BHUBANESWAR: In its bid to reduce the nutrient load on Chilika and help farmers improve their productivity, the Chilika Development Authority (CDA) has decided to pilot some of the best fertiliser and agricultural practices in the catchment areas of the lagoon.
The strategy is aimed at bringing down the runoff of fertilisers into the basin of the lagoon which is fed by 52 small rivers and streams.
Three experts, Dr Christopher Cox from the UN Environment Programme (UNEP), Nairobi, Sara Walker from World Resource Institute and Dr Norman Widman, National Agronomist from Natural Resources Conservation Service (both from the US), are in the State to hold a consultation with agriculture experts from the Government, OUAT as well as leading farmers so that the pilot project can be initiated.
Although the nutrient load in Chilika is stated to be within permissible limits at present, increasing pressure of population and agricultural practices in future could pose a threat to the ecosystem health of the 1,100 sq km brackish water lake.
The project is being planned by Global Environment Facility (GEF) in collaboration with UNEP to address the issue of nutrient load from various sources into the lake and promote effective use of fertilisers. To be carried out under Global Partnership on Nutrient Management (GPNM), the strategy will comprise a toolbox for best nutrient management practices which can be used by technical professionals and field extension officers of Agriculture department.
“We are looking at a strategy under which fertiliser application is efficient and productivity of farmers is optimal because frequent and unscientific usage affects soil nutrition,” said Chief Executive of CDA Ajit Kumar Patnaik.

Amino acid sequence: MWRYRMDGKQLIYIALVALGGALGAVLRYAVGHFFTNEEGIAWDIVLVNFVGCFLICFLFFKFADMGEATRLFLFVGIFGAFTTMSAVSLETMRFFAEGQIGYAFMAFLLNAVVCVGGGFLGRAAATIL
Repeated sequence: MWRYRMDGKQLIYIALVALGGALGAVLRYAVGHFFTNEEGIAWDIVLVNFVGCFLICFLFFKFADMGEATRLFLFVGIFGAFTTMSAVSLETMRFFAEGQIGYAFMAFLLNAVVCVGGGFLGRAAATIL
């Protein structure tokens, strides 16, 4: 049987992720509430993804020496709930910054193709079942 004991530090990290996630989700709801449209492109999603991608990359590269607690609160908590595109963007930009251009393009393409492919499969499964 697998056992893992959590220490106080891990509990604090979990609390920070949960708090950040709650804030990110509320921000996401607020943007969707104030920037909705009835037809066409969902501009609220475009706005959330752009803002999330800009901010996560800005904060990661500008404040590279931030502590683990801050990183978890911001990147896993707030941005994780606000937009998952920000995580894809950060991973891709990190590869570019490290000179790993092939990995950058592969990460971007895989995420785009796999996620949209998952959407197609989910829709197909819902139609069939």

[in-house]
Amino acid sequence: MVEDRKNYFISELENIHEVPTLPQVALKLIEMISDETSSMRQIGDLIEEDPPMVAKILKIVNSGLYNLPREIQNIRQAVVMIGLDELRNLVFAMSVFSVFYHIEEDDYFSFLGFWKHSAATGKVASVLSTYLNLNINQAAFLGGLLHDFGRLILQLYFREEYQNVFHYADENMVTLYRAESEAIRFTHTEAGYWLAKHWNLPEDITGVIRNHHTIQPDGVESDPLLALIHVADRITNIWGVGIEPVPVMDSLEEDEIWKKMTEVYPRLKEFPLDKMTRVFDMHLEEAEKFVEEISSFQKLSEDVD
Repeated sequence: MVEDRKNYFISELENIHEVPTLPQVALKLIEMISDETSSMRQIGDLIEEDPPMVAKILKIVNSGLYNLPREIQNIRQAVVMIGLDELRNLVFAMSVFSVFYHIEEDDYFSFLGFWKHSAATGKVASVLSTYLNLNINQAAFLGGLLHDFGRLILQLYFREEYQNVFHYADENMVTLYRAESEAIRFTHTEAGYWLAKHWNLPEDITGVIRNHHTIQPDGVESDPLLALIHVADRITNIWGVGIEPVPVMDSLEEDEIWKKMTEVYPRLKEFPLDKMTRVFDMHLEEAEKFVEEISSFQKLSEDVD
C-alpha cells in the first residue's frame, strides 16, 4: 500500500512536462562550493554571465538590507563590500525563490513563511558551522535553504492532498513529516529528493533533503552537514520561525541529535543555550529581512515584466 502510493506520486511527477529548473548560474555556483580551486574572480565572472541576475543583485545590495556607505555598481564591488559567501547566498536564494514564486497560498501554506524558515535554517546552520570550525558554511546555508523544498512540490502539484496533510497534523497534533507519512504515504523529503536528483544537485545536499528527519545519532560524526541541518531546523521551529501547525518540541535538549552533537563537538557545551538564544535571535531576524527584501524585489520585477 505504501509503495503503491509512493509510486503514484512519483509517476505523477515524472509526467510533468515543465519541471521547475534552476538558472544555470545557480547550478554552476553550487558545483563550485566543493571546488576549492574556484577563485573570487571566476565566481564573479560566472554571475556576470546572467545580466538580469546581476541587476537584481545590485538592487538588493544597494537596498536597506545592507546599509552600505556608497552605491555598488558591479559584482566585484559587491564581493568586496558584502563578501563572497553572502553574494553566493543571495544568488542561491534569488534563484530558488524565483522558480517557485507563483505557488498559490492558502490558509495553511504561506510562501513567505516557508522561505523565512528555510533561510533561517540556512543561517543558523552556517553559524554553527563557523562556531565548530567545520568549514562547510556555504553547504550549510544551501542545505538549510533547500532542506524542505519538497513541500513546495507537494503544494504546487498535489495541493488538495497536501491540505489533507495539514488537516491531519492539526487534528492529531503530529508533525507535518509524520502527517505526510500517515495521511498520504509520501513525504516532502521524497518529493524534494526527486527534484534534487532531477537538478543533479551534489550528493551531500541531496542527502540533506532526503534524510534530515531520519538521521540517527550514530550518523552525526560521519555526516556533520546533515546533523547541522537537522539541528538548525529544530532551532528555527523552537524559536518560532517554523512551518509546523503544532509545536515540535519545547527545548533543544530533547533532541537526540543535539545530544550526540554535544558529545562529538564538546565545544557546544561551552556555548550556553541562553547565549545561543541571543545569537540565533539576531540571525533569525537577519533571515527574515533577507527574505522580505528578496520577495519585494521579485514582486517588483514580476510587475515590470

The Chilika drainage basin covers an area of about 4,300 sq km. Apart from 1,165 sq km area of the lake itself, the drainage basin of the lake includes 2,325 sq km of agricultural land, 525 sq km of forests and 190 sq km of permanent vegetation.
During monsoon, the discharge into the lake is high. The main tributaries of Mahanadi account for almost 61 per cent of total fresh water flow into the lake and 39 per cent is from non-perennial rivers from the western catchments.
The CDA plans to build capacity of local stakeholders to use the practices on nutrient management and design a field training programme for farmers and local level extension workers. On Monday, the consultation was attended by 40 participants.
Though nutrient load in Chilika is stated to be within permissible limits, increasing population pressure and agricultural practices could pose a threat to the ecosystem health
Experts will hold consultation with the Govt, OUAT and leading farmers to inititate the pilot project
will comprise a toolbox for best nutrient management practices which can be used by technical professionals and field extension officers
CDA plans to build capacity of local stakeholders to use the practices on nutrient management and design a field training programme for farmers